You and your spouse own a family business together. When you started it five years ago, you were just excited that the two of you would get to do more together and create your own career. You loved what the business offered for your family, and you still do. You believe it can be successful and you enjoy working there.
None of that has changed, but your marriage certainly has. You and your spouse have begun talking about divorce. What is this going to mean for your family business?
It is a marital asset
The first thing to know is that your business is a marital asset because the two of you own it together and you started it while you were married. This means that you both have a right to that business. You may not have an official partnership agreement with your spouse, but the business belongs to both of you and has to be split up during the divorce.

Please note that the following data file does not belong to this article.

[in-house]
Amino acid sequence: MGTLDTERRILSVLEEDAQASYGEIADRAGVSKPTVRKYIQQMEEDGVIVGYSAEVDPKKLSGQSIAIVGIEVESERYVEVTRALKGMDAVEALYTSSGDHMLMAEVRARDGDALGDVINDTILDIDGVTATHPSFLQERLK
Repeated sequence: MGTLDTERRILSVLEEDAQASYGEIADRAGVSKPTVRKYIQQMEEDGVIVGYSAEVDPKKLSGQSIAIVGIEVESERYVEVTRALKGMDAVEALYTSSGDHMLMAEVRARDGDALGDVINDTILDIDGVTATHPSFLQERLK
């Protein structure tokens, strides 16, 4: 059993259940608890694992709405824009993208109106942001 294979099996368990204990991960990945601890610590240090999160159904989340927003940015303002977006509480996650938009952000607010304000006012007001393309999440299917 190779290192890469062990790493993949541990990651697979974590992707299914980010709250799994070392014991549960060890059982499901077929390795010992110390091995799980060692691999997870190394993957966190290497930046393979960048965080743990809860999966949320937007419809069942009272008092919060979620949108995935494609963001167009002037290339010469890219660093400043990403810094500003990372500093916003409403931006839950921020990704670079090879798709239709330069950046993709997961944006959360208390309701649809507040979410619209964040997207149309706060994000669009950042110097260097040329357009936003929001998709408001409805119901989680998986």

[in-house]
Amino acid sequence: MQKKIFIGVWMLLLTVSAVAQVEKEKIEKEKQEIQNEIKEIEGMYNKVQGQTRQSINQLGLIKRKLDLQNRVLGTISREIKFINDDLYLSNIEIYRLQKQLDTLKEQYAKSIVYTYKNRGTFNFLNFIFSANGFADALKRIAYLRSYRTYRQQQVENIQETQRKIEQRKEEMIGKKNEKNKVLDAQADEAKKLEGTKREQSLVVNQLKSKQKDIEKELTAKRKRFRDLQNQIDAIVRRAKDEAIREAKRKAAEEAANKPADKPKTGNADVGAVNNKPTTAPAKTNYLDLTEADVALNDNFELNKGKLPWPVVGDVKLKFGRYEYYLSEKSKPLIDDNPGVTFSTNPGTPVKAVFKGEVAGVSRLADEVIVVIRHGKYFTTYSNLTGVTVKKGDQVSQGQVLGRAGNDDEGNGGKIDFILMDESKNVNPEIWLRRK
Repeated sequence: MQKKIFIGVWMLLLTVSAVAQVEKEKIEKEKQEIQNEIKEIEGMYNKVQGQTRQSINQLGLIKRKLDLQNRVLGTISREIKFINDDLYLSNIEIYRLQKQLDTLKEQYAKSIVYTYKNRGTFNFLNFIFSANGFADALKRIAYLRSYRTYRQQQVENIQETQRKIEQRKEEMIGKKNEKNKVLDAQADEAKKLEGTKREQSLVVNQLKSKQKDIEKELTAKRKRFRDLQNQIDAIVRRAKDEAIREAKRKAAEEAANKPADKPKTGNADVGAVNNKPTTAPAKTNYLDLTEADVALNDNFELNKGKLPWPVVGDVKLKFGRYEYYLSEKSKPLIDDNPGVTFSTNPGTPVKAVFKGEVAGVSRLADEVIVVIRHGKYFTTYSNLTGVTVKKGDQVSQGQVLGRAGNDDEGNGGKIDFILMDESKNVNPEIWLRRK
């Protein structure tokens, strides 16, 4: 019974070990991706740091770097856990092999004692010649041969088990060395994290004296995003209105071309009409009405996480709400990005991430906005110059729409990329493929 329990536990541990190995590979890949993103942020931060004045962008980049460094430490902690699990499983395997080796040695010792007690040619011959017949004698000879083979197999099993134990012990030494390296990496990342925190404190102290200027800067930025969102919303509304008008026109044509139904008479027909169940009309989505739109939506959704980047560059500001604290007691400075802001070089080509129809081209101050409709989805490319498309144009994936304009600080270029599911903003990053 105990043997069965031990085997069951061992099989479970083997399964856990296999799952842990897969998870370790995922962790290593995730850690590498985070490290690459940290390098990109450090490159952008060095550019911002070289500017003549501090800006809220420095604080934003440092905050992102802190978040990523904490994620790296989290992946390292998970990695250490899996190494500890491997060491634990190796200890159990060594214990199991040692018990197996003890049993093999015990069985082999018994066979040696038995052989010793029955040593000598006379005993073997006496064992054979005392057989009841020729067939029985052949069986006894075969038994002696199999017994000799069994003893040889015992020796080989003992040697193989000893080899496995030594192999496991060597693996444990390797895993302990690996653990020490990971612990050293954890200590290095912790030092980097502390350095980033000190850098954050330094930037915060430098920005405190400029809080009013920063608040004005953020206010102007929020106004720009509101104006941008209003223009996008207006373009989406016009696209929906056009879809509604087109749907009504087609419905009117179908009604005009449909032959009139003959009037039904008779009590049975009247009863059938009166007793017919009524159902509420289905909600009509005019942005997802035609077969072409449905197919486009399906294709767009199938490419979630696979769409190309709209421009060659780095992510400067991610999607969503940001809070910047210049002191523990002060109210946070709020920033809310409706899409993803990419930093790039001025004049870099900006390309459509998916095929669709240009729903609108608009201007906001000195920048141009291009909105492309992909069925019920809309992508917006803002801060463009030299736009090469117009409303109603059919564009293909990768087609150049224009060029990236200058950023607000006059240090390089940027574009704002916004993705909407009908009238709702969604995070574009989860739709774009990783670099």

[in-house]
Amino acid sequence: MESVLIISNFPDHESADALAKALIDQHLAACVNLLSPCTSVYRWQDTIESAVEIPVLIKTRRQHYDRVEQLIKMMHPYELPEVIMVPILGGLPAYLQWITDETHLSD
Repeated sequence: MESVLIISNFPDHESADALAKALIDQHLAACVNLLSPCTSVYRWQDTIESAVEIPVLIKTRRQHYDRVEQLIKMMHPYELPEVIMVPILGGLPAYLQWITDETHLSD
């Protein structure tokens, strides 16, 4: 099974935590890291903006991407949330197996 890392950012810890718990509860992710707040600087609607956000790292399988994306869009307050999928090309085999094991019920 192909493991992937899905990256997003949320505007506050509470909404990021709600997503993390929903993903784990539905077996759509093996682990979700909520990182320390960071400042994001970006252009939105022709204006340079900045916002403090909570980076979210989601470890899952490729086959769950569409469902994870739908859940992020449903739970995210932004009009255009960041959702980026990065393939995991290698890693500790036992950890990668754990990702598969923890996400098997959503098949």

There are numerous ways to do this. The most common is simply to sell the business. You could sell it to someone else entirely and divide the money that you get from them, or you could sell your share to your spouse. Alternatively, if you want to keep the business and your spouse does not, you could buy their share.
There are some hurdles to this, especially if you want to buy half of the business. You need to have a valuation done on that business and you need to be able to afford it. Some business owners don’t have the cash on hand to buy the other half of the business from their spouse, and they may find it difficult to obtain the financing necessary to do so.
However, if you and your spouse are on good terms, there’s nothing saying that you have to sell that business. It is already divided evenly between the two of you, so you could simply continue to work there as co-owners. This can be difficult for some divorced couples, but it depends on your personal relationship. If you’re in a place where you know you can work together professionally, then this could be a very reasonable option for you.
Working through the process
With both your marriage and your career on the line, it’s very important to understand your legal options as you work through this process.